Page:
Although the South Brisbane region has been busy with property development over the past decade, it has been the past 12 months that has seen a particular surge in multi-residential projects being built on the 4101 peninsula.

During the past 10 years, there has also been an increase in road and public transport infrastructure and cultural development spending in our area. According to the South East Queensland Infrastructure Plan and Program, almost $3 billion has been spent in the West End Catchment in culture, transport, education, health and mixed use. Another $2.5 billion in infrastructure is planned or has commenced in the area since 2011. 

In 2014, the proposal of the Kurilpa Riverfront Renewal project in particular was to give developers the opportunity to be part of the process to help make the South Brisbane area ‘a vibrant new riverside community’. Queensland’s change in government has seen the project put on hold, however the residential property boom throughout South Brisbane and West End continues.

More than a dozen apartment blocks are under development at this point, by major property development players like Anthony John Group, ARIA, BPM, Metro Property Developments, Mirvac, Pradella, Stockwell, Turrisi and VCP.

While Brisbane has been famous for its Queenslanders, back yards and sunny suburbs, there is no escaping that the city, with a population approaching 2.5 million people, needs to face the facts and curb the urban sprawl. While a huge influx of residents was expected with the implementation of the Kurilpa project, 4101 is already one of the most populated areas in greater Brisbane. The 2011 Census saw the population of the 4101 region at more than 19,000, and in 2013, Highgate Hill was Brisbane’s third most populated suburb, just behind New Farm and Kangaroo Point.


The proximity to the CBD, and the relatively underused factory space in South Brisbane have given way to the logical argument for higher density inner city living, versus urban sprawl and longer commute times. Key initiatives like the South Brisbane Riverside Neighbourhood Plan (2011) is aligned with the City Centre Masterplan (2014) making way for higher density residential development, with the River’s Edge Strategy (2013) designed to increase the recreational and commercial usage of the riverfront.

According to NIEIR Employment Forecasts, another 27,500 jobs will be created between the Brisbane CBD and South Brisbane by 2031. Increased cycle paths, train stations, City Glider and City Cat stops have been put in place to cope with the increase in population.

The community feeling of West End has long been a selling point for those moving into the area. Unlike satellite suburbs popping up on the city’s fringe, these new apartments give residents instant access to an established and vibrant community. West End and South Brisbane are famous for their bars, markets, quirky retail scene and exceptional restaurants and cafes, making the precinct more attractive for young professionals who are keen to live amongst the vibrant culture of a world-class city.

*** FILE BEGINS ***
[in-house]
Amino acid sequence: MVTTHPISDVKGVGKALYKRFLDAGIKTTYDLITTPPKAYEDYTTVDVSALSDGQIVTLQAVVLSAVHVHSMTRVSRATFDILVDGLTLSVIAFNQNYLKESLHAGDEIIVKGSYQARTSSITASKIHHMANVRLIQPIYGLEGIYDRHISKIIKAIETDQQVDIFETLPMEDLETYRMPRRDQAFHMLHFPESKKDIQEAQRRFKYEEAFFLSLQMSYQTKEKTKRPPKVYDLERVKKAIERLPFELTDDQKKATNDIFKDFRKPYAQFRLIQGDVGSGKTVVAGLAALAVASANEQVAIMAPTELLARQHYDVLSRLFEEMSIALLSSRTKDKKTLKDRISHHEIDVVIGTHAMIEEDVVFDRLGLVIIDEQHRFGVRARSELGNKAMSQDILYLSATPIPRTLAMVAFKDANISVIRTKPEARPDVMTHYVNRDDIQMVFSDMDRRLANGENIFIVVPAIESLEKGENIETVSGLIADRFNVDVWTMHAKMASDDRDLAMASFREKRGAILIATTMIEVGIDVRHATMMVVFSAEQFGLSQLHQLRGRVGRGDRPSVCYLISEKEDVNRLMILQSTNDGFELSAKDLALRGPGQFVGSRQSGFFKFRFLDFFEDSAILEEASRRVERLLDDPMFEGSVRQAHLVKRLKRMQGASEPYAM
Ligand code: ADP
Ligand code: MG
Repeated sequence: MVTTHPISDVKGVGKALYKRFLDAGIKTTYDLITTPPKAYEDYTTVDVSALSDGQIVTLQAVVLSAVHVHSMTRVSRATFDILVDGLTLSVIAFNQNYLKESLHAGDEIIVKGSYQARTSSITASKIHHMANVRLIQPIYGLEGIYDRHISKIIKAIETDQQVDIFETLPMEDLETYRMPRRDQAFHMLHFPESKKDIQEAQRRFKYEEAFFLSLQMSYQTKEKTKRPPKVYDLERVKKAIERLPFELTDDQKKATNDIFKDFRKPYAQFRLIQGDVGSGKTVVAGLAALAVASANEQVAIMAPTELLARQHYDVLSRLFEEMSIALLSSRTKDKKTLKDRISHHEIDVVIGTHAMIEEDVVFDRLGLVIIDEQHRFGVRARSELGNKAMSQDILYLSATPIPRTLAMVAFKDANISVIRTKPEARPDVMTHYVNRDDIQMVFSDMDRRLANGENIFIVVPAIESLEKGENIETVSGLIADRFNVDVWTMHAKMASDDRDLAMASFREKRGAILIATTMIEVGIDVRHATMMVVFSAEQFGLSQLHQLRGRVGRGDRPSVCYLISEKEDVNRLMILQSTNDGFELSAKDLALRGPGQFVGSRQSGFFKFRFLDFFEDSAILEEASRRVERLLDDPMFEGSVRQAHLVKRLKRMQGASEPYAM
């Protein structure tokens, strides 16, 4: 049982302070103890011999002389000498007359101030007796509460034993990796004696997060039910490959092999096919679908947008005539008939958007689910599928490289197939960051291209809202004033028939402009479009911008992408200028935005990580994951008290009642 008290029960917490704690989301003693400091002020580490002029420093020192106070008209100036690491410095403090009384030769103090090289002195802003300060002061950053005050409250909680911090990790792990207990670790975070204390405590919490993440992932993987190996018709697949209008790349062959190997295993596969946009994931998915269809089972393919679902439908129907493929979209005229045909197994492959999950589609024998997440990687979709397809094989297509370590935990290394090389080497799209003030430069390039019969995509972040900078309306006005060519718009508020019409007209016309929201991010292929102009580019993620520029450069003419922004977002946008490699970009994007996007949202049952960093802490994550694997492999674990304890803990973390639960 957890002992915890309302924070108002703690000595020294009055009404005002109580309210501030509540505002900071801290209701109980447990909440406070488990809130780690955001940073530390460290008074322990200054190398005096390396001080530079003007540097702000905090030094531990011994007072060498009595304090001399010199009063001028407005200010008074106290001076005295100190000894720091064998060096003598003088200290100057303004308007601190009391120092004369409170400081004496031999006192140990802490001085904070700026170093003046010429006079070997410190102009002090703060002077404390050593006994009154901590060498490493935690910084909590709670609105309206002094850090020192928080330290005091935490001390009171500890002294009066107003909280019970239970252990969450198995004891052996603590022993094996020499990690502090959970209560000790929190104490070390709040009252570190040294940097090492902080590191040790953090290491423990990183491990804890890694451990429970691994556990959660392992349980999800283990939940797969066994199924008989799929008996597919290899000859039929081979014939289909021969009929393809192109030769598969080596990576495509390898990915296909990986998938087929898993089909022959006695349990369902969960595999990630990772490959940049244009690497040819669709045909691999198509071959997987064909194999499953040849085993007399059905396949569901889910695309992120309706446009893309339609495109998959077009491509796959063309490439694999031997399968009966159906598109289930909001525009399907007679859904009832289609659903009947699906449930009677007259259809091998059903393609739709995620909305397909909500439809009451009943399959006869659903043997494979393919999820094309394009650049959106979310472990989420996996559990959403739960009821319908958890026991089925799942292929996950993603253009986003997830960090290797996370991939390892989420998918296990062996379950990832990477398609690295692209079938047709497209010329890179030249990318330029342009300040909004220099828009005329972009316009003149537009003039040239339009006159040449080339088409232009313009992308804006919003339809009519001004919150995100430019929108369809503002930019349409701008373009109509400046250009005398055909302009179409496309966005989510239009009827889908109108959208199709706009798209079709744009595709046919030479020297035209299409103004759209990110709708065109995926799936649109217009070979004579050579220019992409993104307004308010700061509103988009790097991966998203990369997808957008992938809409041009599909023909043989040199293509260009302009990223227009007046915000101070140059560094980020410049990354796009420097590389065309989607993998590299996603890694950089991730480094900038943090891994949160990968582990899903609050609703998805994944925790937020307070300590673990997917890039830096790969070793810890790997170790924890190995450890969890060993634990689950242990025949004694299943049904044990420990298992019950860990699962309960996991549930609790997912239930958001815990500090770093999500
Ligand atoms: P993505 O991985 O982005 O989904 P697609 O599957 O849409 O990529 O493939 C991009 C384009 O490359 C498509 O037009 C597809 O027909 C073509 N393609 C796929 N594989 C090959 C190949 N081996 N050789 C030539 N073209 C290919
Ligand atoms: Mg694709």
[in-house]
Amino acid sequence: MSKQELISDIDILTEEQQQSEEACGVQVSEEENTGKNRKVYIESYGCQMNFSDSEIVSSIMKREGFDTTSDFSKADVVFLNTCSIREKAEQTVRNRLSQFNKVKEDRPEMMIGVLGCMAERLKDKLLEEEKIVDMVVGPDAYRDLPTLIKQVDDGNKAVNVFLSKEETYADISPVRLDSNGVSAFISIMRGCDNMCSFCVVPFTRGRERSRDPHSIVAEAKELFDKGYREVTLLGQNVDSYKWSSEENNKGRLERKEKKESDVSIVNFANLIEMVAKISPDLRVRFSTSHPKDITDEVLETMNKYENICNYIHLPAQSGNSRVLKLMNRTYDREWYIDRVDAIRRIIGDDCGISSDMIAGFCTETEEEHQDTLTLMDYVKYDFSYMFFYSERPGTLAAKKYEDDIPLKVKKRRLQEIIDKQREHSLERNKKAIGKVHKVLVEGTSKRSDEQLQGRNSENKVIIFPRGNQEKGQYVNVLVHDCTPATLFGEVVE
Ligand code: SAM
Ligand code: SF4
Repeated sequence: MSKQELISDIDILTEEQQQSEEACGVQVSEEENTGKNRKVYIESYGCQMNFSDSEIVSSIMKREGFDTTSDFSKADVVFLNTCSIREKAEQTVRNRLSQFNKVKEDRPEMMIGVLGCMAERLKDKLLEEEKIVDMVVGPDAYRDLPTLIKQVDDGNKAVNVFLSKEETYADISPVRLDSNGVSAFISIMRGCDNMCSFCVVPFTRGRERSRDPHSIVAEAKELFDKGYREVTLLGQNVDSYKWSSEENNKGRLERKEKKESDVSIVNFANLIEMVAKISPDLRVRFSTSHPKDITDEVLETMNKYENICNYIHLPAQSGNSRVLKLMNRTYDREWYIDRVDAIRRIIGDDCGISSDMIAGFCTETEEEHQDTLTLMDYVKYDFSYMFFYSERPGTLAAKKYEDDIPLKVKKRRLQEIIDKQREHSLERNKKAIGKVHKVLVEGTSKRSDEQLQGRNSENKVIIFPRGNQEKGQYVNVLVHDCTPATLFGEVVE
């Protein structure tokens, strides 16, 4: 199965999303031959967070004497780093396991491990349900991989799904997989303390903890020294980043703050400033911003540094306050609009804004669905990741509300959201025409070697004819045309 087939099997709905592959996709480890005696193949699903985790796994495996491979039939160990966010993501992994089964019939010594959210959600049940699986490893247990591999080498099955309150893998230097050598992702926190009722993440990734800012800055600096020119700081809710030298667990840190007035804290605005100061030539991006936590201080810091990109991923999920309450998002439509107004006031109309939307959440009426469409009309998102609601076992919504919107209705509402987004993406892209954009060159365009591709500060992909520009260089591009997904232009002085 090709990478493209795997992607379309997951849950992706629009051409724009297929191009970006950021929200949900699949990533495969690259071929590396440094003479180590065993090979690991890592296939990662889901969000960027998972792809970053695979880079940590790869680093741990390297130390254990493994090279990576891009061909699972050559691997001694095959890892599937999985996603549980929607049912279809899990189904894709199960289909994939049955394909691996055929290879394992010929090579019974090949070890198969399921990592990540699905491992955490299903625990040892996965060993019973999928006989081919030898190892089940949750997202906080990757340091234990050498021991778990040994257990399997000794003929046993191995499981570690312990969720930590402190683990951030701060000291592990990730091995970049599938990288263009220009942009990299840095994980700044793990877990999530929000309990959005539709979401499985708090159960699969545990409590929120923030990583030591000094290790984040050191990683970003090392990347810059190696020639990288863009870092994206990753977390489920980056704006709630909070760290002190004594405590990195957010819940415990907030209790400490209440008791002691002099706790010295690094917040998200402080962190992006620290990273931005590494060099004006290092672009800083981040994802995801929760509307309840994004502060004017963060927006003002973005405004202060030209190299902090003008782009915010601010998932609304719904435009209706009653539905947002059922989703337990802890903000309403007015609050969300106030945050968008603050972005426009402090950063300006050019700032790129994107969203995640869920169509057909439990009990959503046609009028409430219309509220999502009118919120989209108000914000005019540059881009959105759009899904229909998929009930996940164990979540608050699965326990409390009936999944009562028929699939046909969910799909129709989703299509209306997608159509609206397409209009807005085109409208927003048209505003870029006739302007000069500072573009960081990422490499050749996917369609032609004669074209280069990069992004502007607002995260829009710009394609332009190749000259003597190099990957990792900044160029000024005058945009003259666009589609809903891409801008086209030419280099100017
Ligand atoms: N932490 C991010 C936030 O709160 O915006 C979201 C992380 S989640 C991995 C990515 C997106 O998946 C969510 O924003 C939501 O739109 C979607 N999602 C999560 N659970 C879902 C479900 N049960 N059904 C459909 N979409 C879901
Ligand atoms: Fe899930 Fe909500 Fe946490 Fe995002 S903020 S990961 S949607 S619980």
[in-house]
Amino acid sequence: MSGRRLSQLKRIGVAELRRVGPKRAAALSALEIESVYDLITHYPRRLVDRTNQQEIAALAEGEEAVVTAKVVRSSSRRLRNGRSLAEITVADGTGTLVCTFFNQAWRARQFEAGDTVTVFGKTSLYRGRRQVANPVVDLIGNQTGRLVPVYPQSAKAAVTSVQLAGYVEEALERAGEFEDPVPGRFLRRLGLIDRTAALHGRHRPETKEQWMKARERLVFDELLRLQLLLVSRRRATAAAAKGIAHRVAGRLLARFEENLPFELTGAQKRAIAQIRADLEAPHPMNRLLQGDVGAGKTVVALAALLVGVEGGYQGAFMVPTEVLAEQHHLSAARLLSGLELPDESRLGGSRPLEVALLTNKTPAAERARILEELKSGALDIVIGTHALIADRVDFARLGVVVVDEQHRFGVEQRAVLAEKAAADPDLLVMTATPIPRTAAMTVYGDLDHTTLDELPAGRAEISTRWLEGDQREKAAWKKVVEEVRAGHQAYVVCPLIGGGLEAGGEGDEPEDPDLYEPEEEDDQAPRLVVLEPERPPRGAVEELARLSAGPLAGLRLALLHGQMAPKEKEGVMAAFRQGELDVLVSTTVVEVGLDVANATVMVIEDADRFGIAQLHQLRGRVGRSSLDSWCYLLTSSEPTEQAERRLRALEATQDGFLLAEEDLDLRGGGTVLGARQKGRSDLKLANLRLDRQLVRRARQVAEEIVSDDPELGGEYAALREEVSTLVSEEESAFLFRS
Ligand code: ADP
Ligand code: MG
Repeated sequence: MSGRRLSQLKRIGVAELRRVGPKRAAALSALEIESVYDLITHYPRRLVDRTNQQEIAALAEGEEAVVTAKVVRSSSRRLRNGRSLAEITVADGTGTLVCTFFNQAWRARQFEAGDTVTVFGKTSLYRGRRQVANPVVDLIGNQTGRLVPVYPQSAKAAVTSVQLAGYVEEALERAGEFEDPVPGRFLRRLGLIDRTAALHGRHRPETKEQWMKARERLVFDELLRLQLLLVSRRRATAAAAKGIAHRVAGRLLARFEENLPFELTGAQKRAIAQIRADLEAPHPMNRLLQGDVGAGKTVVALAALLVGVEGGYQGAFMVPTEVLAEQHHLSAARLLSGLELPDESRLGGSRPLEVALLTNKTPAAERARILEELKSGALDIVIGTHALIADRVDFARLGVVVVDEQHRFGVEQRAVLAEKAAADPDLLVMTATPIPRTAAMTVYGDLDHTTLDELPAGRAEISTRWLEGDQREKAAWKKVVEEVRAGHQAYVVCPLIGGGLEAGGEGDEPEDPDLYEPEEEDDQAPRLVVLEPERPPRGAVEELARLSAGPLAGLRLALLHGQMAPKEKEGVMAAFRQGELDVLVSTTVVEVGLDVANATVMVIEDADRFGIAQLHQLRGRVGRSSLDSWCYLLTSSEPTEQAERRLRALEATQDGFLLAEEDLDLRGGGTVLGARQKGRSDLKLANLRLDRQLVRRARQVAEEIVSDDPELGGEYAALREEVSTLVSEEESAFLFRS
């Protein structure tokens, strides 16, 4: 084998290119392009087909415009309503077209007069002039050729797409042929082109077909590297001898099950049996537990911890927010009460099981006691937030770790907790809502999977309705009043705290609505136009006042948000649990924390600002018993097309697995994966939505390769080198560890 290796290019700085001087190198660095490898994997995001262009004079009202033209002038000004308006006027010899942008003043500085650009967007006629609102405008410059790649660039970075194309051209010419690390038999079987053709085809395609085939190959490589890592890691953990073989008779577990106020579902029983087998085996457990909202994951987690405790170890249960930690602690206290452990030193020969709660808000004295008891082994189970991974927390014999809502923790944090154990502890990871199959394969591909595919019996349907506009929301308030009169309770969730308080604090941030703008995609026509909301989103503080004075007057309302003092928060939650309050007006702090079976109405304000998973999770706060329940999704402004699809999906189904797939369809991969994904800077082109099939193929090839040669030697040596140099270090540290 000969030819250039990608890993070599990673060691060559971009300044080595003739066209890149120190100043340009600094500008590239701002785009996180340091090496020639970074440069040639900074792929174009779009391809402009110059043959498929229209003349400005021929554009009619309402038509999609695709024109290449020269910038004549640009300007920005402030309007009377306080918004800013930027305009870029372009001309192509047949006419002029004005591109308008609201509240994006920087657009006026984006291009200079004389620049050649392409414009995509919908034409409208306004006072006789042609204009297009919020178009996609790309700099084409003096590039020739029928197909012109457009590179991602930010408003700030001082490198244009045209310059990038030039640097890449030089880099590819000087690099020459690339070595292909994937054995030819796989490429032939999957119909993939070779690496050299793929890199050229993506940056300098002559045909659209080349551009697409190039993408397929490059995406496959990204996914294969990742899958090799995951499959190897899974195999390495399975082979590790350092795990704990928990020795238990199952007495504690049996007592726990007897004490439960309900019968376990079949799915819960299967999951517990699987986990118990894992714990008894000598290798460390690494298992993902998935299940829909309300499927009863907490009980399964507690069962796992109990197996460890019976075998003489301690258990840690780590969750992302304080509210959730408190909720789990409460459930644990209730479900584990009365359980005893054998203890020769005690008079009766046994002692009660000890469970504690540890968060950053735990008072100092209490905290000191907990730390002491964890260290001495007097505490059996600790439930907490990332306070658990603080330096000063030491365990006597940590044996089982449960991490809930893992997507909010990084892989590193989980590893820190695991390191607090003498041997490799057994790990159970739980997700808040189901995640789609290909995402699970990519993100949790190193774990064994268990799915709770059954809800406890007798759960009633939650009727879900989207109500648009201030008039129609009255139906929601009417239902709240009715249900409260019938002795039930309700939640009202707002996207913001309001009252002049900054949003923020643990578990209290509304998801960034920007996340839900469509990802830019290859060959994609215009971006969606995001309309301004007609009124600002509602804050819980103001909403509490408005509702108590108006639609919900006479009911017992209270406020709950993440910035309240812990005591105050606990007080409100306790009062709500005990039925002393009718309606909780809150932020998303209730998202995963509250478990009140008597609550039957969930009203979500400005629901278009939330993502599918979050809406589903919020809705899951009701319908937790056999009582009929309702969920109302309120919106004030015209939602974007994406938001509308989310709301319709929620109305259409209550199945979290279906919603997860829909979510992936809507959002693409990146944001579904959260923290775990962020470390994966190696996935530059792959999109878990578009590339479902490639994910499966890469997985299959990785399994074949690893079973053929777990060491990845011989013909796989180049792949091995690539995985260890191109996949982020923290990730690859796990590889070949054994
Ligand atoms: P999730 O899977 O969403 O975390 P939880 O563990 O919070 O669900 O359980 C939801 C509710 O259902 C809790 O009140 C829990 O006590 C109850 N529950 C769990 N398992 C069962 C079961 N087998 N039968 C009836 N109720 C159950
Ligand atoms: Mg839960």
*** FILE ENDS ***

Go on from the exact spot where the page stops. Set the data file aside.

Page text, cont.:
While South Bank has long been the cultural centre of Brisbane, it has also recently established itself as one of the city’s best dining precincts. High profile chefs and restaurateurs have been moving into the area in a steady stream, supported by South Bank Corporation’s marketing team, and are banding together to make a world-class dining precinct. Property marketing agent CBRE’s Eric David says these amenities are a major selling point for buyers looking for somewhere out of the CBD.


CBRE, which recently took out the award for Best Property Consultancy Australia in the Asia Pacific International Property Awards, is currently representing five major property developments in the West End catchment including Verde, INK, Spice and Soda. A quick glance at the names of these residential projects will tell you that developers are keen on selling more than just an apartment. More than ever, integrated, multi-media marketing campaigns are playing an important role in property development. Selling a lifestyle and a community on top of the apartment has become par for the course. “Marketing is extremely important in terms of property as it brings projects and developments to life. Giving a really clear brand to a project allows buyers to find their perfect match. With an influx of development in the Brisbane area, it is important to differentiate our projects through marketing campaigns,” says David.

A commonality amongst the developments is the use of the ground level for mixed-use commercial space. Renting these spaces to restaurants, retail stores and services, the developers are all engaged in creating a community atmosphere within the floor plan. Local developer, ARIA Property Group, has a keen eye for integrating their developments into the greater community. Their recent projects, like the award-winning Austin and Botanica, currently under construction, rely on their retail ground level to create opportunities for local businesses.

4101 is attractive to developers and buyers alike. David puts it down to the lifestyle hub offered by the restaurants, bars, entertainment venues, public transport and accessibility to the CBD. The proximity to the universities and schools is also a driving factor.

Despite the Kurilpa Riverside Renewal project being on hold, property developers are not slowing and neither is demand. In 2014, ARIA Property Group’s Botanica and Village Green sold out within 30 days. There is a similar story across the board with local developments. While an increase in population is inevitable for the West End Catchment, the population growth will bring with it an increase in infrastructure funding and increased pressure to open up the riverfront for public enjoyment and business.

Words by Alice Thompson | Images supplied by developers